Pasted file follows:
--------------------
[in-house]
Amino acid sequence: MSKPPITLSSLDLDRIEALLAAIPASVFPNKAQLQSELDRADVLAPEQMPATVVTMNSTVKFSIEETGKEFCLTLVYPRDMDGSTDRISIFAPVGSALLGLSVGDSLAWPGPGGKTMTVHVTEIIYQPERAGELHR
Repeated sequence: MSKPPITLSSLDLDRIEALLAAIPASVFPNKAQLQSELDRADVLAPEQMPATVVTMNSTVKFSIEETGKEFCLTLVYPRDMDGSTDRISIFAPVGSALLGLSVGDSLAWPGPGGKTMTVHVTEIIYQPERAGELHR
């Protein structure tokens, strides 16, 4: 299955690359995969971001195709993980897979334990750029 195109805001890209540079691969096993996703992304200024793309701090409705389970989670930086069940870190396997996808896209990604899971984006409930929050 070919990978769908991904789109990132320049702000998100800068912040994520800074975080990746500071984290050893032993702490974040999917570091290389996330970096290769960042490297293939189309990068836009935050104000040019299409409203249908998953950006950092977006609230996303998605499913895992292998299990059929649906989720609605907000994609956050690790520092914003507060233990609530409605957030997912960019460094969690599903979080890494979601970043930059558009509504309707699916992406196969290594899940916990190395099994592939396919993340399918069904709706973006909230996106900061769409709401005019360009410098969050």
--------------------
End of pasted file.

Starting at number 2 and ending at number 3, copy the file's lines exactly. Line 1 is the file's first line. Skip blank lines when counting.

Amino acid sequence: MSKPPITLSSLDLDRIEALLAAIPASVFPNKAQLQSELDRADVLAPEQMPATVVTMNSTVKFSIEETGKEFCLTLVYPRDMDGSTDRISIFAPVGSALLGLSVGDSLAWPGPGGKTMTVHVTEIIYQPERAGELHR
Repeated sequence: MSKPPITLSSLDLDRIEALLAAIPASVFPNKAQLQSELDRADVLAPEQMPATVVTMNSTVKFSIEETGKEFCLTLVYPRDMDGSTDRISIFAPVGSALLGLSVGDSLAWPGPGGKTMTVHVTEIIYQPERAGELHR